The only argument for putting out policy early that carries weight for me is to help "define" an unknown quantity.  Opposition leaders are, in many cases, blank slates, barely recognizable to the average Canadian, so you could argue pumping out policy gives shape, definition.  Even in this instance, there are plenty of pitfalls in releasing too much "substance", because truth be told your audience is distracted and your opponents are keen to corner, label, define themselves.  A certain ambiguity does have upside, after all the role of opposition is to oppose, not lead.  It's a tricky proposition, what to release, how much to release, pros and cons, no question.

Justin Trudeau is not the typical opposition leader.  We have "known" Trudeau since he was a kid, he has been in the public eye throughout his life.  This reality means many had opinions of Justin, good and bad, prior to his ascension to Liberal leader.  In other words, Trudeau doesn't need to "introduce" himself to Canadians in the traditional sense, his celebrity is unique in this regard.  Within that then, this idea that Trudeau must put out policy is somewhat a non starter for me, because many of the arguments don't apply here.

I note, Trudeau and his new economic team floated some ideas yesterday.  Obviously, Trudeau has also given out some policy with regards to marijuana.  Trudeau has spoke forcefully on Quebec, broad strokes often, but more than enough to shore up federalist credentials, as well as basic individual rights.   I would argue, Trudeau is going far enough for the time being, he needn't succumb to any pressure to get more detailed two years prior to an election.  The distracted electorate are getting a sense of Trudeau's direction, emphasis on transparity-even the marijuana angle comes with the bonus pledge of openness-something different, something new, those are the broad themes, plenty for now.

We've seen other opposition leaders get pressured into releasing detail, entering policy wonk territory.  We've also seen one day stories, only to see the "policy" then be mostly ignored, primarily because the media in general ARE NOT issue orientated, attention spans are short, new realities preclude protracted analysis.   The cries for policy are sincere, but the reality is the mediums are mostly incapable of "getting into it", so it's a fools game to get lost in the finer strokes.  Keep it general, develop broad themes, hammer simple lines, oppose then contrast, attack don't create targets, that's the name of the game as I see it in the new media world.

Stephen Harper came up with FIVE ideas in the 2006 election, it took onservatives 13 years to develop this scant list.  On top of the miniscule platform, some of it was simply gimmicky, knee jerk counters to highlight government Achilles heels, not a deep philosophical treatise.   I seem to recall Harper becoming Prime Minister, as I also recall "policy wonk" Dion getting hammered.  Justin Trudeau would be wise to ignore the media, comforted in the fact only diehards are engaged and the real fight is many, many months away.  Build the team, build the organization, pump up the fundraising, develop the platform behind closed doors, look credible in opposition, when the election nears, that is the time, certainly not now.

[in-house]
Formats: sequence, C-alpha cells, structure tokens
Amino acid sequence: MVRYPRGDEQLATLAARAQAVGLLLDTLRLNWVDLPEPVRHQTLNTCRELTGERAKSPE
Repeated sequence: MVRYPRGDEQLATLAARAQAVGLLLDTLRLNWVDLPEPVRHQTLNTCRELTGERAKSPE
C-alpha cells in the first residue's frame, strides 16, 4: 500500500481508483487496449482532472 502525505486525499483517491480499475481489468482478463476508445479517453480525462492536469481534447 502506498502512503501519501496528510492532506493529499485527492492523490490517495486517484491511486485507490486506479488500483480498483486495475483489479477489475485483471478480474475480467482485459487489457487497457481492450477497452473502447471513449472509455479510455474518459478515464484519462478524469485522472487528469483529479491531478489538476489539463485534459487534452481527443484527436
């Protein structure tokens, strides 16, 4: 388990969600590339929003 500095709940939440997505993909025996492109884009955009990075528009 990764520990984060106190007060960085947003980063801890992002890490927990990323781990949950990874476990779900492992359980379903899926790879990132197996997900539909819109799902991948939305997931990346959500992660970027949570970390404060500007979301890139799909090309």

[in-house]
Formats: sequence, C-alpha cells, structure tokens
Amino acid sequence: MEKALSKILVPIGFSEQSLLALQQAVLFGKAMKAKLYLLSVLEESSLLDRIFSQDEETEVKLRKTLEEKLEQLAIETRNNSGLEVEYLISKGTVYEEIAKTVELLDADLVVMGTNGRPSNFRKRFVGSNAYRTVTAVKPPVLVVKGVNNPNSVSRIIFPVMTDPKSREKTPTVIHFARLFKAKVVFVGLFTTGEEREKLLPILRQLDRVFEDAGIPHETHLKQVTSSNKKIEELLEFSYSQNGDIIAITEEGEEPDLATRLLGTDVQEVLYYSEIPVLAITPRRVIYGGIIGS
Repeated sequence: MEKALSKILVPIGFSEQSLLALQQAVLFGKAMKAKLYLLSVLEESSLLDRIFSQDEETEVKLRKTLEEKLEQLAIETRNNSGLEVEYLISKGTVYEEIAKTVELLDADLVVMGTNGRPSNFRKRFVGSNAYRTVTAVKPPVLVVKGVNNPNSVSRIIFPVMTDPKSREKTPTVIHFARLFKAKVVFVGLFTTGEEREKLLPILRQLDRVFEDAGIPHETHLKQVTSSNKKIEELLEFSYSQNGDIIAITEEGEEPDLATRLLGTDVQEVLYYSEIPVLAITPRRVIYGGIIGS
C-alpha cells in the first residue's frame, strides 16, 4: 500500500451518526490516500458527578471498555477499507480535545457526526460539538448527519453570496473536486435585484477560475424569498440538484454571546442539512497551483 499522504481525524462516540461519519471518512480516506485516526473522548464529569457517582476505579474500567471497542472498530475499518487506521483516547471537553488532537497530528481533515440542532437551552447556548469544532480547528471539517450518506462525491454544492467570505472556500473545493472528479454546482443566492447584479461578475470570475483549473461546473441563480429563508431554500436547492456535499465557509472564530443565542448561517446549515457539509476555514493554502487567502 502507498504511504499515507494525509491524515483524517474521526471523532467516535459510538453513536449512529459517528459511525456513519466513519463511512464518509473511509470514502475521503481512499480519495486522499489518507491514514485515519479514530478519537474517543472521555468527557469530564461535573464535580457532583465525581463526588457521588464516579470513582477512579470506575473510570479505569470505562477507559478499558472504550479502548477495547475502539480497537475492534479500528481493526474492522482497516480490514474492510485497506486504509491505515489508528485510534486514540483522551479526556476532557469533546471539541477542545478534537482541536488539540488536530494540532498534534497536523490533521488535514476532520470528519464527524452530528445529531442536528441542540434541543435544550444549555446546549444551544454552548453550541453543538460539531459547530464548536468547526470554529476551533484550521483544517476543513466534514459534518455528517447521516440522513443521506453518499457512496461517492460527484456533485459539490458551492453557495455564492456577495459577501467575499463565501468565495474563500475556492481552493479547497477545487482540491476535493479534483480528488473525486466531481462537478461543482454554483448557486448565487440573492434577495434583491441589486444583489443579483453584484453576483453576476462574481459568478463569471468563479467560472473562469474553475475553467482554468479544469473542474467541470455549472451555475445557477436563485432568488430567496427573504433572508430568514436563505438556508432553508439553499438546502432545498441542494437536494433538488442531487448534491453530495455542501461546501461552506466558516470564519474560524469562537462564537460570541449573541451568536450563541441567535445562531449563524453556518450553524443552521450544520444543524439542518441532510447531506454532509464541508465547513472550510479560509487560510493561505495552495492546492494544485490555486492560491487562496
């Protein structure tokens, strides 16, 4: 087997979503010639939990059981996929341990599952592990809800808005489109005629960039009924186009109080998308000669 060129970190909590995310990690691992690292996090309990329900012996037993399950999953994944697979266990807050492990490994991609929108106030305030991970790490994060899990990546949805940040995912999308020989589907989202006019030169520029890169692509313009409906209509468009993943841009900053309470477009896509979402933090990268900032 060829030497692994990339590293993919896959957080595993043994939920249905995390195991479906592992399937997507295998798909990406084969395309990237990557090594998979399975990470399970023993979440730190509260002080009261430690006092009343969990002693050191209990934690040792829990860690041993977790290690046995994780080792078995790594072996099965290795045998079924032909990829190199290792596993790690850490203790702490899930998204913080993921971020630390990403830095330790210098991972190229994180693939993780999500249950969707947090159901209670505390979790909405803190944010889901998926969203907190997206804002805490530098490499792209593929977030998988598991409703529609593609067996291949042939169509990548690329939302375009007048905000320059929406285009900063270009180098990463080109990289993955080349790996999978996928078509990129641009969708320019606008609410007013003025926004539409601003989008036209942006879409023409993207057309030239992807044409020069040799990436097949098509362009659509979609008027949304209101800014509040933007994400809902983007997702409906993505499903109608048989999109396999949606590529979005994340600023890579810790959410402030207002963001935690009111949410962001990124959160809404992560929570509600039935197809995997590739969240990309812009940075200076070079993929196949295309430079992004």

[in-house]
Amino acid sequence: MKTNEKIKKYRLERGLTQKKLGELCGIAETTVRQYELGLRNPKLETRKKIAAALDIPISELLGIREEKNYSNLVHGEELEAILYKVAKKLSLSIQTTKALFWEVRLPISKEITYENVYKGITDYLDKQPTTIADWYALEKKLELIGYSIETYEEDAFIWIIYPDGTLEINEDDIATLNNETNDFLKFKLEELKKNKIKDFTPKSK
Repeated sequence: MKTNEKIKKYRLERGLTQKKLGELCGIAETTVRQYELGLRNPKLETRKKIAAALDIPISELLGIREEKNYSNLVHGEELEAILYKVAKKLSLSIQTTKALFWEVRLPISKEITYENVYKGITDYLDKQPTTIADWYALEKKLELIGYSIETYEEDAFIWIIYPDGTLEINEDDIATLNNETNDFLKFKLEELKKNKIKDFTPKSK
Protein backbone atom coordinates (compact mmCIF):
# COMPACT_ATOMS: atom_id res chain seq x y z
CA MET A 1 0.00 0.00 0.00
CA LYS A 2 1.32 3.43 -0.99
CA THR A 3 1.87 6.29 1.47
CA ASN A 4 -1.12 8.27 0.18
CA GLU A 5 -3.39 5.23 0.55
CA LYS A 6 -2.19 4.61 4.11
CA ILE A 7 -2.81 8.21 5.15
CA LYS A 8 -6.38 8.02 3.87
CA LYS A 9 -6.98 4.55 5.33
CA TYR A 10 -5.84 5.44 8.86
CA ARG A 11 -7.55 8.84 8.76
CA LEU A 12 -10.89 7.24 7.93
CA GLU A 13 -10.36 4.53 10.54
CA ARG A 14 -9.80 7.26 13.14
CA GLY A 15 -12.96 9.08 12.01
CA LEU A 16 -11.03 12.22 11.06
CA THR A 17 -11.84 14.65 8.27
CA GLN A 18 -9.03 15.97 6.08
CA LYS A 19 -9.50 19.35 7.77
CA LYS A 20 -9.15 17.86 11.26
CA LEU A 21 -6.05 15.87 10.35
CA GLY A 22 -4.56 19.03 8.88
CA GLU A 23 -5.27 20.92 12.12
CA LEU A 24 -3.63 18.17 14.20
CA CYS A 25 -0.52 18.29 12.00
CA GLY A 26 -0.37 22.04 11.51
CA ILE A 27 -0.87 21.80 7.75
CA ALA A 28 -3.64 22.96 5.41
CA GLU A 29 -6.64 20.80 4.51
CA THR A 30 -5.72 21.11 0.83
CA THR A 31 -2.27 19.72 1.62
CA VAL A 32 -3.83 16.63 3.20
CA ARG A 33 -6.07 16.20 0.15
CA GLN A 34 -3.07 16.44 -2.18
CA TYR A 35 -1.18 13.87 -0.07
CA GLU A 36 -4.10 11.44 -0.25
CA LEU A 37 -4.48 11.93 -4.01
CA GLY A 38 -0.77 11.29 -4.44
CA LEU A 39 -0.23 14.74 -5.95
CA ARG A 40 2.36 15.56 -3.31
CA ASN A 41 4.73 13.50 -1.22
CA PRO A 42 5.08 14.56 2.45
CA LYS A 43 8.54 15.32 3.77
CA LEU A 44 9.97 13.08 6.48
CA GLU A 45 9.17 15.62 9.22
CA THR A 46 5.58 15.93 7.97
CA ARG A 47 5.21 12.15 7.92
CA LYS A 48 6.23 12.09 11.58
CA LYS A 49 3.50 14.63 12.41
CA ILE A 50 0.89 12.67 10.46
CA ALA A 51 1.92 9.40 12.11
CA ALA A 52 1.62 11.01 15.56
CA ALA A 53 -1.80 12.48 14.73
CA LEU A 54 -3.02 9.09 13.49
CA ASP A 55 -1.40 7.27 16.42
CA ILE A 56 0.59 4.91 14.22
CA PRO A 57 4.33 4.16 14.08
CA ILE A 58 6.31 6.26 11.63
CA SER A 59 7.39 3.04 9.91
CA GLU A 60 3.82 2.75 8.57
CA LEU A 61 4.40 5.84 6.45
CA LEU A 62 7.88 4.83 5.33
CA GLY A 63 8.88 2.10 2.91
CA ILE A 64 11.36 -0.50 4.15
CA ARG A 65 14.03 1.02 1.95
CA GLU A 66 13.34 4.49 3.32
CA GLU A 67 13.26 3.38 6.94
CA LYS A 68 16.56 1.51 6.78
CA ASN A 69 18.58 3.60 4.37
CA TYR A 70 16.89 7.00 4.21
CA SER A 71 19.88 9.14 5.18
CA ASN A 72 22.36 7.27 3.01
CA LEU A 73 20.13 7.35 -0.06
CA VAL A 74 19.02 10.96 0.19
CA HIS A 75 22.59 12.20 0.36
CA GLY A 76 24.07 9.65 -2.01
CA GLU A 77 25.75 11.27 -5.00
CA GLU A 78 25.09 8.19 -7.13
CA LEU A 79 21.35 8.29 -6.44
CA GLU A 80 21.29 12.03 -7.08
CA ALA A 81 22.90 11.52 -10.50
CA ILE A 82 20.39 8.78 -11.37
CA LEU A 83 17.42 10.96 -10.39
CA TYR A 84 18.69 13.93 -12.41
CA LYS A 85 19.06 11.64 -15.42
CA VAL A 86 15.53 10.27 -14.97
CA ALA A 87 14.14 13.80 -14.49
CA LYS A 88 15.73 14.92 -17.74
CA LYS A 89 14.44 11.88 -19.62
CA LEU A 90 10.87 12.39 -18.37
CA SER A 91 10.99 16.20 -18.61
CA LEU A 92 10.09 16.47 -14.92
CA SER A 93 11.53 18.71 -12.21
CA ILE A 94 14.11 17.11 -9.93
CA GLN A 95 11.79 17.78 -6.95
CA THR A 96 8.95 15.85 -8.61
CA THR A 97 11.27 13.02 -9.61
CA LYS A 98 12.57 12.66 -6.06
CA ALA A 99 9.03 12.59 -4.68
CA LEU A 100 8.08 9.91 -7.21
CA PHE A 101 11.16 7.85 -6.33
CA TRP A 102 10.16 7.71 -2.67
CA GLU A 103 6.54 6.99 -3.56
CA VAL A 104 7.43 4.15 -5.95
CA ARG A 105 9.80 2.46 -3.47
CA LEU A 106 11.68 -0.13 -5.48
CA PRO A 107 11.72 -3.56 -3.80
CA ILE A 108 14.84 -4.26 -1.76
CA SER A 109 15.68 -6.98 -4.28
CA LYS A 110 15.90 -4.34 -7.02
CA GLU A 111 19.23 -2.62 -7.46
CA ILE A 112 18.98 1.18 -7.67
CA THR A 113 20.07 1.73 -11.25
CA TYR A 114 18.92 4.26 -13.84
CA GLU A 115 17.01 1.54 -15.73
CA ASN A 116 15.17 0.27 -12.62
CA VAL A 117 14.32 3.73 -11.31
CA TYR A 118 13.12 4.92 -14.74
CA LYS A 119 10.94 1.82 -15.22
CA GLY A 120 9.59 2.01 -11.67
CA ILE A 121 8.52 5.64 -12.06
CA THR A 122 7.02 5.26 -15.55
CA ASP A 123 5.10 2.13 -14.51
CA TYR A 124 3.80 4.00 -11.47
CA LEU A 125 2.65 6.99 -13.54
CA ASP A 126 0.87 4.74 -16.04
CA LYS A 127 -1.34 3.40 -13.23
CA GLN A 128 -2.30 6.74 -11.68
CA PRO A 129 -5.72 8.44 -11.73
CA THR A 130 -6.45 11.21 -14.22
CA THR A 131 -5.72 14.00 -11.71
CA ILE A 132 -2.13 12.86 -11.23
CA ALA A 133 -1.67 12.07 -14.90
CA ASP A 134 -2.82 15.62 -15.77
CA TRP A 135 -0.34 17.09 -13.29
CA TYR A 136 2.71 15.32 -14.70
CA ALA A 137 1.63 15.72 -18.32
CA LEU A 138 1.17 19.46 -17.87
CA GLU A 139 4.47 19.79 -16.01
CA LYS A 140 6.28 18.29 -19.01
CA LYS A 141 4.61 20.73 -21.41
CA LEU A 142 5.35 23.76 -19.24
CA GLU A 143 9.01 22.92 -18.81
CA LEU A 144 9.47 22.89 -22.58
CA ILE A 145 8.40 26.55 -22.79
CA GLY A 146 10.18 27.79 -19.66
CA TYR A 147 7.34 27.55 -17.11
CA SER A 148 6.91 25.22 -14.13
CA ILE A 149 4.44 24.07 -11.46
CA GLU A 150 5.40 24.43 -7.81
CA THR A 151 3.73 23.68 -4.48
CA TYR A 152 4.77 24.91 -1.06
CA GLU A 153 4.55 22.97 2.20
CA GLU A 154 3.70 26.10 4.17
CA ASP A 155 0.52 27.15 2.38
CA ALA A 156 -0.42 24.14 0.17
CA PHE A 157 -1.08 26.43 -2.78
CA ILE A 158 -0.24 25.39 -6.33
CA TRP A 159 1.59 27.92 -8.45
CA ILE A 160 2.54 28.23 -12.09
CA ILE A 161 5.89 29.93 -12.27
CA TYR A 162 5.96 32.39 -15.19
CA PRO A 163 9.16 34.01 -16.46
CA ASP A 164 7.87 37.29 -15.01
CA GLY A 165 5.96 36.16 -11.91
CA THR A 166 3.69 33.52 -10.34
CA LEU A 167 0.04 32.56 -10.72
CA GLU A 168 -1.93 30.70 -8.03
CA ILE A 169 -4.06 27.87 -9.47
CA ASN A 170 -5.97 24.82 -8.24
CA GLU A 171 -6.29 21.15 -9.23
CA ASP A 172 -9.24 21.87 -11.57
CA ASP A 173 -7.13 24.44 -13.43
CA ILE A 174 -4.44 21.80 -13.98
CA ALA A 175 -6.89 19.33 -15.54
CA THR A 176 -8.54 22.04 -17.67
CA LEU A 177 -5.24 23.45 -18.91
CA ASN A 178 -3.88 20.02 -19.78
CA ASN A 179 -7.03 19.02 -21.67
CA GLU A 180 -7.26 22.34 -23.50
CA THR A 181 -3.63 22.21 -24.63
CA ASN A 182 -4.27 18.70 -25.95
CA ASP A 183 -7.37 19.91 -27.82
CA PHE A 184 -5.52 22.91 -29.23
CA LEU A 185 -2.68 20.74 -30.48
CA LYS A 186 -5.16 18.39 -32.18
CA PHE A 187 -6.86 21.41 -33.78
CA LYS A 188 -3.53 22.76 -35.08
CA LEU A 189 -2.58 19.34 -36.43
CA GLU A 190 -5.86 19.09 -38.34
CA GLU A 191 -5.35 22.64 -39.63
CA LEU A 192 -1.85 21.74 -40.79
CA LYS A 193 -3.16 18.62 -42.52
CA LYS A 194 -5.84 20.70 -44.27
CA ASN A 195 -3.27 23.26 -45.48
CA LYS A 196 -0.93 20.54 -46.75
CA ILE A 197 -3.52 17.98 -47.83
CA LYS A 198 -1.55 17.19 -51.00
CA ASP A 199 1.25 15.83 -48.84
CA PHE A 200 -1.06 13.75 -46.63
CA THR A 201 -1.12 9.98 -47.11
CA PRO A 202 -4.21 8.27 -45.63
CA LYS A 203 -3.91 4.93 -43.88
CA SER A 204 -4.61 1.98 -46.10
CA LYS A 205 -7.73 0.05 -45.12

Tuesday, June 18, 2013

PMO Hands Trudeau A Gift

Chalk me up as amongst the majority of Canadians who will yawn at the Trudeau charity "controversy".  About the only reinforcing fallout within this affair, Justin Trudeau isn't like other MP's, which is already well established within the Canadian psyche; as a matter of fact that is partially WHY people actually pay to listen to him.   Couple the "star factor" with the fact Trudeau does plenty of free charity work, I declare a manufactured outrage story that will fade into nothingness, with no impact whatsoever.

However, those over zealous PMO staffers are at it again, and in so doing have put the focus back on the "priorities" of the Harper government:
The Prime Minister’s office has sent information to The Barrie Advance regarding a money-losing speech Liberal leader Justin Trudeau made in Barrie in 2007. 
On Monday, PMO communications officer Erica Meekes sent The Advance details of an engagement that netted Trudeau a $10,000 fee, but left Georgian College with a $4,118 shortfall. The information was sent via email with the caveat it be referred to as coming from a “source,” not the PMO, when used.
There seems a strange obsession with all things third party leader in the PMO and Conservative Party.  Perhaps a full circle moment, as we all recall the attack ad that featured Trudeau RAISING MONEY for a good cause.   What this latest attempt to manipulate the news reveals, the PMO seems to have plenty of time on its hands, pouring over Trudeau materials, rather than growing the Canadian economy and whatnot.

Interestingly, I just saw a quick morning news show segment completely mocking the PMO for their messed up priorities, part of an unfortunate pattern, that ends up saying more about the messenger than the message.   The fact the event in question occurred prior to Trudeau even becoming a MP, all the more delicious in terms of triviality, pettiness and misguided focus.  In other words, you've blown it PMO, this Trudeau "story" is now lost in the partisan nastiness realm, a guaranteed tune out with the public, with the added bad taste left on your brand.